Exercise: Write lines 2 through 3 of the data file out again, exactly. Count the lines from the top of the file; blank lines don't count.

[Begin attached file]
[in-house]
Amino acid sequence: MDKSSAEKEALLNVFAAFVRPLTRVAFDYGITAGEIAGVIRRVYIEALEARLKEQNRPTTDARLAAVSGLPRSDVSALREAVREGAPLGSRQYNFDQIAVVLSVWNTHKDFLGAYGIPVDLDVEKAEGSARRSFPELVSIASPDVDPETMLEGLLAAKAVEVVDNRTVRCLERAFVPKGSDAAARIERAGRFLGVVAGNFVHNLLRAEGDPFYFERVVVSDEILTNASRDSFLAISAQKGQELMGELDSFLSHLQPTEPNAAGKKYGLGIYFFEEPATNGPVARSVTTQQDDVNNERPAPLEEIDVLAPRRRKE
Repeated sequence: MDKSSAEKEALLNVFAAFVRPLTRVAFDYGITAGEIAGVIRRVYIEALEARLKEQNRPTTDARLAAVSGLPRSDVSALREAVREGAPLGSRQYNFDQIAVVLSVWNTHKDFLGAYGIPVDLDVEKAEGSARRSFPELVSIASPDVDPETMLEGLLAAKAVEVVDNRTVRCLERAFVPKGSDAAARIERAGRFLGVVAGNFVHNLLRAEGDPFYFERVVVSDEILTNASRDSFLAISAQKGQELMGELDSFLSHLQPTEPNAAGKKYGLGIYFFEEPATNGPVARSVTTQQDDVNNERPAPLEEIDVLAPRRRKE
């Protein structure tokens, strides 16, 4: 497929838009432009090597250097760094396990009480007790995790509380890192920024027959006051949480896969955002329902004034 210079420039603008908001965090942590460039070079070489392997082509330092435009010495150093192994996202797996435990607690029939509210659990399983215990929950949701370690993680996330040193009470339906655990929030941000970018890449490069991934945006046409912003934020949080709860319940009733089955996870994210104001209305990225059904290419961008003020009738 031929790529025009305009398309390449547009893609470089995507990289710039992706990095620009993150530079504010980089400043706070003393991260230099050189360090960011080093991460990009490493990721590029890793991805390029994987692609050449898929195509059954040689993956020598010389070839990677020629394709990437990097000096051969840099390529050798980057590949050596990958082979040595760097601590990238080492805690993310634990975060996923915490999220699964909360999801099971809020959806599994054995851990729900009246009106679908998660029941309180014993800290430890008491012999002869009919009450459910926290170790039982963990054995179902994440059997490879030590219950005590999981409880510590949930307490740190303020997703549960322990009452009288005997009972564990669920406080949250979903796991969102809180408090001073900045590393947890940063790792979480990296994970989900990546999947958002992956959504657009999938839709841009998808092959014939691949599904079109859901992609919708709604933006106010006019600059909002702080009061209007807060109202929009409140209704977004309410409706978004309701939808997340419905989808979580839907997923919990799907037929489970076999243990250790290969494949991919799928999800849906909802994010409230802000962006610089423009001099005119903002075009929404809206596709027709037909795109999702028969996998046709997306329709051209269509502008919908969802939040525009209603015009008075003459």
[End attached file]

Amino acid sequence: MDKSSAEKEALLNVFAAFVRPLTRVAFDYGITAGEIAGVIRRVYIEALEARLKEQNRPTTDARLAAVSGLPRSDVSALREAVREGAPLGSRQYNFDQIAVVLSVWNTHKDFLGAYGIPVDLDVEKAEGSARRSFPELVSIASPDVDPETMLEGLLAAKAVEVVDNRTVRCLERAFVPKGSDAAARIERAGRFLGVVAGNFVHNLLRAEGDPFYFERVVVSDEILTNASRDSFLAISAQKGQELMGELDSFLSHLQPTEPNAAGKKYGLGIYFFEEPATNGPVARSVTTQQDDVNNERPAPLEEIDVLAPRRRKE
Repeated sequence: MDKSSAEKEALLNVFAAFVRPLTRVAFDYGITAGEIAGVIRRVYIEALEARLKEQNRPTTDARLAAVSGLPRSDVSALREAVREGAPLGSRQYNFDQIAVVLSVWNTHKDFLGAYGIPVDLDVEKAEGSARRSFPELVSIASPDVDPETMLEGLLAAKAVEVVDNRTVRCLERAFVPKGSDAAARIERAGRFLGVVAGNFVHNLLRAEGDPFYFERVVVSDEILTNASRDSFLAISAQKGQELMGELDSFLSHLQPTEPNAAGKKYGLGIYFFEEPATNGPVARSVTTQQDDVNNERPAPLEEIDVLAPRRRKE